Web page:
Home is not safe for women

ILLUSTRATION: Simone Prezzolini/Behance

World Economic Forum's website had a headline saying "Why home is the least safe place to be a woman" as an introduction to a new report by the United Nations which chronicles widespread domestic violence and abuse perpetrated by husbands, current or former intimate partners or boyfriends, and lovers. Yury Fedotov, executive director at the UN Office on Drugs and Crime (UNODC), writes in the report, "While the vast majority of homicide victims are men, killed by strangers, women are far more likely to die at the hands of someone they know."

Sustainable Development Goal 5 lays out several targets to ensure gender equality by 2030. There are two very important targets relating to violence against women and girls within this goal. Target 5.2 aims to "eliminate all forms of violence against all women and girls in the public and private spheres, including trafficking and sexual and other types of exploitation." Target 5.3, on the other hand, requires elimination of "all harmful practices, such as child, early and forced marriage and female genital mutilation." These two targets take on extra urgency in view of recent reports of increase in the number of incidents of violence against women globally, as well as persistent under-reporting of violence against women and girls (VAWG). Activists around the globe fighting VAGW will draw inspiration from Nadia Murad, a Yazidi human rights activist, and Denis Mukwege, a Congolese gynecologist, who will be in Oslo, Norway on December 10 to receive the Nobel Peace Prize 2018 for their lifelong work in conflict situations to end VAWG.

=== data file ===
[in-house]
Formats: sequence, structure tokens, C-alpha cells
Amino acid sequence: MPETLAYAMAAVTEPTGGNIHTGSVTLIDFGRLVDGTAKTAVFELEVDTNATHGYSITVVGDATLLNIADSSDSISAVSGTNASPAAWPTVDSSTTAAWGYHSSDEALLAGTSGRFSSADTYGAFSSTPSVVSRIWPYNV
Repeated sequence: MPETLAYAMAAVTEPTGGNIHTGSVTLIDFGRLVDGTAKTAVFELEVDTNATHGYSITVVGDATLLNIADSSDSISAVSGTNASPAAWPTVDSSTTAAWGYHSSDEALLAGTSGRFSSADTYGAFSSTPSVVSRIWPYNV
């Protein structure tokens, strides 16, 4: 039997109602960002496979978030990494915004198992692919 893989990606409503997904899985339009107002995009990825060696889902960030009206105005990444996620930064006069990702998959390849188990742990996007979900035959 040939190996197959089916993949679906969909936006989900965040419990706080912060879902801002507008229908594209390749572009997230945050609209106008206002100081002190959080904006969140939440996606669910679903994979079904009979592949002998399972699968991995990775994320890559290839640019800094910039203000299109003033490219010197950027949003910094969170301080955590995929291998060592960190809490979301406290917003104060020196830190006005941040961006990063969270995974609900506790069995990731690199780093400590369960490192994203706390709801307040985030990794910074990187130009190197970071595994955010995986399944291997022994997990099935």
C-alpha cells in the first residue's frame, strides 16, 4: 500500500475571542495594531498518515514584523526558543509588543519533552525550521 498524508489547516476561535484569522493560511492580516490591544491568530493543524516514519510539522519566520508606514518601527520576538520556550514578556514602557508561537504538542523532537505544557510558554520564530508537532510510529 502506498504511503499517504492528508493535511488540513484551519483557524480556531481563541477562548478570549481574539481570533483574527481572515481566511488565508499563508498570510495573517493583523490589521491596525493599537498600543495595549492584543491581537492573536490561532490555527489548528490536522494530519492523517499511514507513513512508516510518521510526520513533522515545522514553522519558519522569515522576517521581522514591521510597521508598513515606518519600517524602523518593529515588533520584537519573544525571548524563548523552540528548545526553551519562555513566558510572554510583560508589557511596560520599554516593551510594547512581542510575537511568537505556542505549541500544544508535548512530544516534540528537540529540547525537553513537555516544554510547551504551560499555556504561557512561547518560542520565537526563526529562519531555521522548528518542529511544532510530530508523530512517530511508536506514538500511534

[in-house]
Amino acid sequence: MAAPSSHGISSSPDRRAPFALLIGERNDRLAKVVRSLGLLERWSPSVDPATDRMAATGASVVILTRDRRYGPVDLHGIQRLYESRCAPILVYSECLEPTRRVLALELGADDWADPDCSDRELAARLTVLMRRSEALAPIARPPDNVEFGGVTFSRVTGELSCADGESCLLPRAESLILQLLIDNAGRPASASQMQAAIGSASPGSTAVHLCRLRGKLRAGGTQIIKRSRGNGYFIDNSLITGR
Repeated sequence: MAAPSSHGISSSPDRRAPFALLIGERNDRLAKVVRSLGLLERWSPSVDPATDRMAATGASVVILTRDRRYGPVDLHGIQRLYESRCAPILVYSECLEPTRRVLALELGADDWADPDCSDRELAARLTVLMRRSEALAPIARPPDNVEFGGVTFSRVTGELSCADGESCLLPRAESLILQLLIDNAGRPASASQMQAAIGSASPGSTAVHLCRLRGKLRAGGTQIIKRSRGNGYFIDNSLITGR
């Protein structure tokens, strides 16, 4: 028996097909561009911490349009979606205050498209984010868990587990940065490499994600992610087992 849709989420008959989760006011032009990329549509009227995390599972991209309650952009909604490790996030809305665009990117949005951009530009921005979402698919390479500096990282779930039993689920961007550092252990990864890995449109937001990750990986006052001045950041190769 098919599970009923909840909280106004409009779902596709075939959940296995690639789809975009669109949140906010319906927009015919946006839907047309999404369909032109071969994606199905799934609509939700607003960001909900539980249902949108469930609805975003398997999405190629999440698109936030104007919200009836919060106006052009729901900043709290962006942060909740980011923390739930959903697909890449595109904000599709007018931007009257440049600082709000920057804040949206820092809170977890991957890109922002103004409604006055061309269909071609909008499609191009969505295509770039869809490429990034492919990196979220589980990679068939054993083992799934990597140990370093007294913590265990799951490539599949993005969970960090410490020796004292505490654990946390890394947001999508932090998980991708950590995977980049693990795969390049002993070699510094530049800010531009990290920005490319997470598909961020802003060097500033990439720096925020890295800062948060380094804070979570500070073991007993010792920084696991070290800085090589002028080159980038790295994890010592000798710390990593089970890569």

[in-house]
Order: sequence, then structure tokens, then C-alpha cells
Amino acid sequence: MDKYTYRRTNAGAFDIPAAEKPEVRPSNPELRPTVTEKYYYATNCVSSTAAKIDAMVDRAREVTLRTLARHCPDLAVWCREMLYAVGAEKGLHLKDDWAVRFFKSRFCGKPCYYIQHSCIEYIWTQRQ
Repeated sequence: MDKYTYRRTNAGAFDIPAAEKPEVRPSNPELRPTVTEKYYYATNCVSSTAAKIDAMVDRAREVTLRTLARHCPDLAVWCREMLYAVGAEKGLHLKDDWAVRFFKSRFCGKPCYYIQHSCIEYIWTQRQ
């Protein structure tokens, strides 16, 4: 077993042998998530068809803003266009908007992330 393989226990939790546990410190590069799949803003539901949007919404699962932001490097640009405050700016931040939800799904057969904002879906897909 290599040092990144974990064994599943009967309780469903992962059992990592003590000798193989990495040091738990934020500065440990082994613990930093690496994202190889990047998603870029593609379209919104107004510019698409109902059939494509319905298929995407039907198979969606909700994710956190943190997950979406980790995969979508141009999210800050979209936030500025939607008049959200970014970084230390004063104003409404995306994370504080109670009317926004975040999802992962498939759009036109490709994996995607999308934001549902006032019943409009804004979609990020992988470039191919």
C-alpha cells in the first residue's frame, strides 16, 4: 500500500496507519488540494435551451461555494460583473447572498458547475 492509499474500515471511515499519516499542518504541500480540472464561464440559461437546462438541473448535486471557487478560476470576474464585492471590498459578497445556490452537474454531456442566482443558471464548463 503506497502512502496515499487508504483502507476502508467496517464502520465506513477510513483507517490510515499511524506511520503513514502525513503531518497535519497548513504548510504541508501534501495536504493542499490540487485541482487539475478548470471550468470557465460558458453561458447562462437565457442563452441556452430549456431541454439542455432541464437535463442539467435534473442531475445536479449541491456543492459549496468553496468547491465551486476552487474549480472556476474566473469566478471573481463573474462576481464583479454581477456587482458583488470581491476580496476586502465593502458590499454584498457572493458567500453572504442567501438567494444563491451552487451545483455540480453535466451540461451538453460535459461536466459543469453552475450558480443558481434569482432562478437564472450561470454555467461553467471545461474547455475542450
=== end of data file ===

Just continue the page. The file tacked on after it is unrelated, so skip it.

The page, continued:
Two recent reports have put the spotlight on the dangers that married women face in their own homes, and the risks of death that women and girls face outside their homes. The UNODC study mentioned above shows that almost 6 in 10 women intentionally killed are murdered by an intimate partner or a family member. "That equates to 137 killed every day, by people they know. And the number is increasing." The study, released on November 25, 2018 to coincide with the International Day for the Elimination of Violence against Women, points out another worrisome trend. VAWG is one of the "most widespread, persistent and devastating human rights violations in our world today (and) remains largely unreported due to the impunity, silence, stigma and shame surrounding it." UN Secretary-General António Guterres, in his message on this occasion, raised the bar for all countries by alerting them that VAGW is a global pandemic, and warned, "Not until the half of our population represented by women and girls can live free from fear, violence and everyday insecurity, can we truly say we live in a fair and equal world."